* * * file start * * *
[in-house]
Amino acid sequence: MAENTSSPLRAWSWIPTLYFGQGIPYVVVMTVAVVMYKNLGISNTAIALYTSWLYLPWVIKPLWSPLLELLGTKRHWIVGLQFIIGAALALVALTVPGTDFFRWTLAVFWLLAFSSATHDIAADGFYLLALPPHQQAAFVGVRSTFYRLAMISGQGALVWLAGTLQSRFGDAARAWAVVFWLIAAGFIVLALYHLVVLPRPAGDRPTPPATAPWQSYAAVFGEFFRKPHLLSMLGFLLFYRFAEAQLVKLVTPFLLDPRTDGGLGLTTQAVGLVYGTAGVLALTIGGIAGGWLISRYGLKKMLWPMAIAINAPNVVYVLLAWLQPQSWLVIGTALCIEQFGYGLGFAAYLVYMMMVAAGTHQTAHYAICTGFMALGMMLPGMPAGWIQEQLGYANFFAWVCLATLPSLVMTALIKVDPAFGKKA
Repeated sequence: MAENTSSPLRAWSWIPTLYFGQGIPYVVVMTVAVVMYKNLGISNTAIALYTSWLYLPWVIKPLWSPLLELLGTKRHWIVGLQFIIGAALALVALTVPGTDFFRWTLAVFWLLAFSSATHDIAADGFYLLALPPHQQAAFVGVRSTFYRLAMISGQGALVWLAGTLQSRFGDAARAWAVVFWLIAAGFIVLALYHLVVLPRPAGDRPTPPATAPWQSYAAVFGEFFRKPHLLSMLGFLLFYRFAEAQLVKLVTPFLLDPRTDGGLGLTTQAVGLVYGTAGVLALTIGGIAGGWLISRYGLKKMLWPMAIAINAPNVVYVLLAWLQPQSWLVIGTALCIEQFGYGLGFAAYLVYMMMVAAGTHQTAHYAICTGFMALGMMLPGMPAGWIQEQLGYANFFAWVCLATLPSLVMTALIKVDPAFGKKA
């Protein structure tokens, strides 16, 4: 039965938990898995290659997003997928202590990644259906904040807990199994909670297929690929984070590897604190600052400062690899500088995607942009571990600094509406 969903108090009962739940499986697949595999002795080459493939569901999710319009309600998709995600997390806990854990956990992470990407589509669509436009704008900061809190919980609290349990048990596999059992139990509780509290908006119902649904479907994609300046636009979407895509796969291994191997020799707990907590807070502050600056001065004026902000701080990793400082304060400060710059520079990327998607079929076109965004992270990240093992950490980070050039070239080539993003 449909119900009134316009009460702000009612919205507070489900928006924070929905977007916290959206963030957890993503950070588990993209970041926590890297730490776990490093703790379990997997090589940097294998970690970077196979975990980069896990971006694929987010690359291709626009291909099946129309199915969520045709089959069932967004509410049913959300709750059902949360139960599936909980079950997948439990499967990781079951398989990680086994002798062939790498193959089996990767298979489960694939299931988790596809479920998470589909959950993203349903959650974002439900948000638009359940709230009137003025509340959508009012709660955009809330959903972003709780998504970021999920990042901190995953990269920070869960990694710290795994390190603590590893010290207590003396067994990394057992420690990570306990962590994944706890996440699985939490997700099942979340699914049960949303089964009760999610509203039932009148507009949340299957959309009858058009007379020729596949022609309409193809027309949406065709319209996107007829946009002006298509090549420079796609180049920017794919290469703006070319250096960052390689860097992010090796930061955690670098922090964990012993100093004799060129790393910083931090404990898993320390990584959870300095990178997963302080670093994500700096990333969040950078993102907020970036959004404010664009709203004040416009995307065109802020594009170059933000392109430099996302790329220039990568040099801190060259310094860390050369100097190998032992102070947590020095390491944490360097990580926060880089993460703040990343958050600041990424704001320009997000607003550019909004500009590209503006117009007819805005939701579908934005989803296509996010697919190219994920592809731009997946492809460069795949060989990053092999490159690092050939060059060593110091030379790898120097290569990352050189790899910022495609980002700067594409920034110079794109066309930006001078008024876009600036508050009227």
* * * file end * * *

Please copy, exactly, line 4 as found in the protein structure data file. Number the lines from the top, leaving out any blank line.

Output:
């Protein structure tokens, strides 16, 4: 039965938990898995290659997003997928202590990644259906904040807990199994909670297929690929984070590897604190600052400062690899500088995607942009571990600094509406 969903108090009962739940499986697949595999002795080459493939569901999710319009309600998709995600997390806990854990956990992470990407589509669509436009704008900061809190919980609290349990048990596999059992139990509780509290908006119902649904479907994609300046636009979407895509796969291994191997020799707990907590807070502050600056001065004026902000701080990793400082304060400060710059520079990327998607079929076109965004992270990240093992950490980070050039070239080539993003 449909119900009134316009009460702000009612919205507070489900928006924070929905977007916290959206963030957890993503950070588990993209970041926590890297730490776990490093703790379990997997090589940097294998970690970077196979975990980069896990971006694929987010690359291709626009291909099946129309199915969520045709089959069932967004509410049913959300709750059902949360139960599936909980079950997948439990499967990781079951398989990680086994002798062939790498193959089996990767298979489960694939299931988790596809479920998470589909959950993203349903959650974002439900948000638009359940709230009137003025509340959508009012709660955009809330959903972003709780998504970021999920990042901190995953990269920070869960990694710290795994390190603590590893010290207590003396067994990394057992420690990570306990962590994944706890996440699985939490997700099942979340699914049960949303089964009760999610509203039932009148507009949340299957959309009858058009007379020729596949022609309409193809027309949406065709319209996107007829946009002006298509090549420079796609180049920017794919290469703006070319250096960052390689860097992010090796930061955690670098922090964990012993100093004799060129790393910083931090404990898993320390990584959870300095990178997963302080670093994500700096990333969040950078993102907020970036959004404010664009709203004040416009995307065109802020594009170059933000392109430099996302790329220039990568040099801190060259310094860390050369100097190998032992102070947590020095390491944490360097990580926060880089993460703040990343958050600041990424704001320009997000607003550019909004500009590209503006117009007819805005939701579908934005989803296509996010697919190219994920592809731009997946492809460069795949060989990053092999490159690092050939060059060593110091030379790898120097290569990352050189790899910022495609980002700067594409920034110079794109066309930006001078008024876009600036508050009227």